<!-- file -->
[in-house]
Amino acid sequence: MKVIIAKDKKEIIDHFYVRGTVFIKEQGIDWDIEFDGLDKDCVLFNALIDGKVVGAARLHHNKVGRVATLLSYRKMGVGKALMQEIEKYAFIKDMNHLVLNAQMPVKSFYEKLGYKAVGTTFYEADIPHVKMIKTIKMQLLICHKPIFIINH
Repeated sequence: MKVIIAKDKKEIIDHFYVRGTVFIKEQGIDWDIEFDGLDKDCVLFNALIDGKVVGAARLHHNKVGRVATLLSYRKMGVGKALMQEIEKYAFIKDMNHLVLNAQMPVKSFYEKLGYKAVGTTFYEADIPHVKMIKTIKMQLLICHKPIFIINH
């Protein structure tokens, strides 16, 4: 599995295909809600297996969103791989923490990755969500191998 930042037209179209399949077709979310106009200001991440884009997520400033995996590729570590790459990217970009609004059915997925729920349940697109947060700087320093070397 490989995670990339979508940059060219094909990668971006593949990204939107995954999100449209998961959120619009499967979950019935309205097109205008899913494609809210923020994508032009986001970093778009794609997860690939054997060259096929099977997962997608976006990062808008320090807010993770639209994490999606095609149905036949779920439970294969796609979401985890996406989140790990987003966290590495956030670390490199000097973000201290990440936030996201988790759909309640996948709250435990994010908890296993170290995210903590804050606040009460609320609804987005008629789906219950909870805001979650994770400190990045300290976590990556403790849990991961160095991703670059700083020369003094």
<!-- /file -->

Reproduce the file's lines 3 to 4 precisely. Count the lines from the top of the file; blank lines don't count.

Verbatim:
Repeated sequence: MKVIIAKDKKEIIDHFYVRGTVFIKEQGIDWDIEFDGLDKDCVLFNALIDGKVVGAARLHHNKVGRVATLLSYRKMGVGKALMQEIEKYAFIKDMNHLVLNAQMPVKSFYEKLGYKAVGTTFYEADIPHVKMIKTIKMQLLICHKPIFIINH
């Protein structure tokens, strides 16, 4: 599995295909809600297996969103791989923490990755969500191998 930042037209179209399949077709979310106009200001991440884009997520400033995996590729570590790459990217970009609004059915997925729920349940697109947060700087320093070397 490989995670990339979508940059060219094909990668971006593949990204939107995954999100449209998961959120619009499967979950019935309205097109205008899913494609809210923020994508032009986001970093778009794609997860690939054997060259096929099977997962997608976006990062808008320090807010993770639209994490999606095609149905036949779920439970294969796609979401985890996406989140790990987003966290590495956030670390490199000097973000201290990440936030996201988790759909309640996948709250435990994010908890296993170290995210903590804050606040009460609320609804987005008629789906219950909870805001979650994770400190990045300290976590990556403790849990991961160095991703670059700083020369003094």